haha 🙂 of course. i should clarify though, for any other friends reading this thread. i should also be careful how i use words to try and explain what is beyond words. i consider Christianity my root tradition, it is for lack of a better expression, what started my love affair with God, with Life, with all that IS. now at this point in my life, without forsaking the transformational message of Jesus – of how to live one’s life in communion, i have found that Buddhism as a practice has helped me to live the very message and life that Jesus speaks of. and i only participate in the labels of traditions to assist others in understanding my experience. but of course, my heart resides with the mystics who throughout every tradition have declared that it is all LOVE and in this Love we are One, beyond any singular tradition. i know very well, that many Christians and Buddhists would consider me neither Christian nor Buddhist based on that. but that’s okay, it is my journey and dance with the divine. we each have to hear the music for ourselves, find our feet and learn to allow Another to lead.
to paraphrase the Zen saying in speaking of these various ways of The Way, “they are all fingers pointing to the moon, not the Moon itself.”
Well one thing I can never fast is following your blog posts!!! You are exquisite and fun and you uplift!
thank you, dear Lori, thank you! 🙂
thank you 🙂
Through your descriptions of the discipline of fasting, I am made aware of a richness to the Earth human experience that had previously eluded my research parameters. For Cephalopods, pattern interruption is an intentional practice used to fine-tune our conditioning to keep down the dissonance between information and identity. To take possession of our conditioned traits, we engage in personally disruptive behavior, stretching into the experience so that it does not restrict our experience of selfhood quite so intensely. If we have grown inured to specific patterns of behavior, such that they begin to lack impact, we will interrupt those patterns and behave outside of our normal personality margins. This reinforces the state of inherent autonomy in the individual and allows us to avoid the onset of angst or situational frustration.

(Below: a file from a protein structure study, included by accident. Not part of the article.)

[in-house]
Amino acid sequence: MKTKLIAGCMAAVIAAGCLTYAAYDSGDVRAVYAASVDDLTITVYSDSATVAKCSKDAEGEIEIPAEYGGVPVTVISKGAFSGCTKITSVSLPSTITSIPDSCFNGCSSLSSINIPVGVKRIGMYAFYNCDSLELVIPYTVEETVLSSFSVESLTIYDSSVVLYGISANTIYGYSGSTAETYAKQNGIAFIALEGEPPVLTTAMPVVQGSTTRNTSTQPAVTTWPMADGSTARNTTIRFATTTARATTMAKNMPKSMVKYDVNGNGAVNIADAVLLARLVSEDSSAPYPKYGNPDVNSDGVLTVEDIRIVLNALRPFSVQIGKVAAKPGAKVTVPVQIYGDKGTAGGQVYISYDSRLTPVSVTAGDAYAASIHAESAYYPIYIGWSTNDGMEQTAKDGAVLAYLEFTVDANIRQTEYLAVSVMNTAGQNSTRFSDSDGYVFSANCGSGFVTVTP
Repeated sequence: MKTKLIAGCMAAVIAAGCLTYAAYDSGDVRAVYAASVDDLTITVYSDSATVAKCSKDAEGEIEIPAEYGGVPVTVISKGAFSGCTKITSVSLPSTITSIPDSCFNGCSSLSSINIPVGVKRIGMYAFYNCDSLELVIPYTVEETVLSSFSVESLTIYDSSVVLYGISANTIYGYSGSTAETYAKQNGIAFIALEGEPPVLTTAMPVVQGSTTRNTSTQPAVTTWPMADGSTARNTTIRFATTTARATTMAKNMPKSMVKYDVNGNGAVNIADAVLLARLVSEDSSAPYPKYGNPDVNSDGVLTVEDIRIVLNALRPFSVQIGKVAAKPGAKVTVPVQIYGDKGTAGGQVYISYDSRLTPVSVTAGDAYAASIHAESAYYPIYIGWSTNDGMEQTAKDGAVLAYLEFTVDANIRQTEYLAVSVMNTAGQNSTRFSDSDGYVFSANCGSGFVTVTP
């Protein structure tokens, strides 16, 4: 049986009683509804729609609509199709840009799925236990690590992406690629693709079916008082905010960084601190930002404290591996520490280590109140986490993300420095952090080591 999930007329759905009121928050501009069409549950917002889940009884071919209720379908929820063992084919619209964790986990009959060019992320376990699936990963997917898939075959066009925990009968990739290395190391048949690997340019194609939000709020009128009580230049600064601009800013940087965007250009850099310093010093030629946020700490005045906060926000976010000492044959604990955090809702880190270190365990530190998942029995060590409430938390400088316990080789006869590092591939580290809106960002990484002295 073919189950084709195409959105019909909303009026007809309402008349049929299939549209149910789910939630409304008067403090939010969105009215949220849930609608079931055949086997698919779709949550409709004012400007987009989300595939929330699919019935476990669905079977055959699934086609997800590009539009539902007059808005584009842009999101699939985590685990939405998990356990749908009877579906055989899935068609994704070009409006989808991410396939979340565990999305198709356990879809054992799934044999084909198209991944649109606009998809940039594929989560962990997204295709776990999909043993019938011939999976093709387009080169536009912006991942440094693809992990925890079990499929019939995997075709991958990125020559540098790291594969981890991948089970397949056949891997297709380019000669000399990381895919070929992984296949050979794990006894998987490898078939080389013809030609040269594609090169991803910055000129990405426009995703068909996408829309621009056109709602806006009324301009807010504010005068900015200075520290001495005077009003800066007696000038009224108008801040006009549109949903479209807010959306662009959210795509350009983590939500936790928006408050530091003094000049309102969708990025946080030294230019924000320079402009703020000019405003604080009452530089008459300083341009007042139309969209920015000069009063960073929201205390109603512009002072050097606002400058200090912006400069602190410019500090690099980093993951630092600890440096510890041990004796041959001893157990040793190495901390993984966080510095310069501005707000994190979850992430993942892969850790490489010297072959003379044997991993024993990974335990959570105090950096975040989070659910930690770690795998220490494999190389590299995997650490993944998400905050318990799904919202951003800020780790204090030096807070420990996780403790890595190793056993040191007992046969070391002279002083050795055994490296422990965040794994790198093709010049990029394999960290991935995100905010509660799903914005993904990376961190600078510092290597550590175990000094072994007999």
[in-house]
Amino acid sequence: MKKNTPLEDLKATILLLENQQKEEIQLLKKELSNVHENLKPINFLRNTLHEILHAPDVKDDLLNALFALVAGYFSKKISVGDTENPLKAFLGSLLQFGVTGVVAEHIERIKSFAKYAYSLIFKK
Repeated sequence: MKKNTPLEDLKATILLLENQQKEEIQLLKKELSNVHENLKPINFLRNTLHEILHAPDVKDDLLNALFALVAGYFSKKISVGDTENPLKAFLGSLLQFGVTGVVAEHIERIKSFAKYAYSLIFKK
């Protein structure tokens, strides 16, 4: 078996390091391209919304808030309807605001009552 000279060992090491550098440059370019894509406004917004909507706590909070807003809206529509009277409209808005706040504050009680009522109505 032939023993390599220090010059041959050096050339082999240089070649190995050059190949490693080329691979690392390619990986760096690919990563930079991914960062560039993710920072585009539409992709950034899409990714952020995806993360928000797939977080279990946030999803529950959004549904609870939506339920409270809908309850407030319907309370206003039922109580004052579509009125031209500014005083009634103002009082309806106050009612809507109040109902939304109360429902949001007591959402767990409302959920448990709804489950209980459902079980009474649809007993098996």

To learn that humans also participate in intentional pattern interruption strengthens my strange but welcome sense of resonance with the Earth human experience. At times, when I listen to your planet’s radiation belt chorus, I feel almost that I could be one of you; an experience typically broken by some system or another blaring some warning klaxon or another. It is unseemly for me to relate quite so closely with a research population, but it is eerily lonesome on this platform sometimes, and your species is my only meaningful outlet for communication. Thank you for sharing your experiences of this fasting discipline.